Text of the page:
• Re:News? (Score:4, Insightful)

    by ArcherB (796902) on Thursday November 01, 2012 @08:28AM (#41840757) Journal

    Its news as its a bad precident that could easily be abused if allowed to proceed as it is.

    I agree criminals should be dealt with, but not at the cost of another's rights.

    The Constitution says you have a right to free speech. Nowhere does it say you have a right to anonymous speech.

  • Re:News? (Score:4, Insightful)

    by lightknight (213164) on Thursday November 01, 2012 @08:29AM (#41840761) Homepage

    And had the site not retained information pertaining to his identity, what would they have done? Nothing.

  • Re:News? (Score:4, Insightful)

    by cvtan (752695) on Thursday November 01, 2012 @08:34AM (#41840791)
    "Anonymous communications have an important place in our political and social discourse. The Supreme Court has ruled repeatedly that the right to anonymous free speech is protected by the First Amendment. A much-cited 1995 Supreme Court ruling in McIntyre v. Ohio Elections Commission reads: Protections for anonymous speech are vital to democratic discourse. Allowing dissenters to shield their identities frees them to express critical minority views . . . Anonymity is a shield from the tyranny of the majority. . . . It thus exemplifies the purpose behind the Bill of Rights and of the First Amendment in particular: to protect unpopular individuals from retaliation . . . at the hand of an intolerant society." https://www.eff.org/issues/anonymity [eff.org]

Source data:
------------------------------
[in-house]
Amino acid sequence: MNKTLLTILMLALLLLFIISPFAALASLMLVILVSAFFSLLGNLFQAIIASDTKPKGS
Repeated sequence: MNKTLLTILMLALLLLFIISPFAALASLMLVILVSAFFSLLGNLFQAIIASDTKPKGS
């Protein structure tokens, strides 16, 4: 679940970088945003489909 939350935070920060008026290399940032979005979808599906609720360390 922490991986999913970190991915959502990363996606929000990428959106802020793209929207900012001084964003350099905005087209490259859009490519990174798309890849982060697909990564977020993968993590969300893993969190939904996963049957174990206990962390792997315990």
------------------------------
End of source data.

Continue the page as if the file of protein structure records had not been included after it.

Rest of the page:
• Re:News? (Score:5, Insightful)

    by SJHillman (1966756) on Thursday November 01, 2012 @08:51AM (#41840937)

    Yeah, because if I were on trial, I'd want a bunch of morons on the jury. Only idiots brag about getting out of jury duty. The idea is that you approach it as a civic duty and you hope to hell your jury members do too if you're ever on trial.

  • Re:News? (Score:5, Insightful)

    by Anonymous Coward on Thursday November 01, 2012 @09:00AM (#41841011)

    Last time I had jury duty I could easily have gotten out of it, but chose instead to be a productive citizen and not do so.

    Anyone who approaches jury duty with the "I want out of this" attitude should certainly not be sitting on one. They are far less likely to take the responsibility seriously, thus leading to dumb fucking decisions like the Samsung/Apple $1bn judgement.

  • Re:News? (Score:4, Insightful)

    by mark-t (151149) <markt@@@lynx...bc...ca> on Thursday November 01, 2012 @09:53AM (#41841491) Journal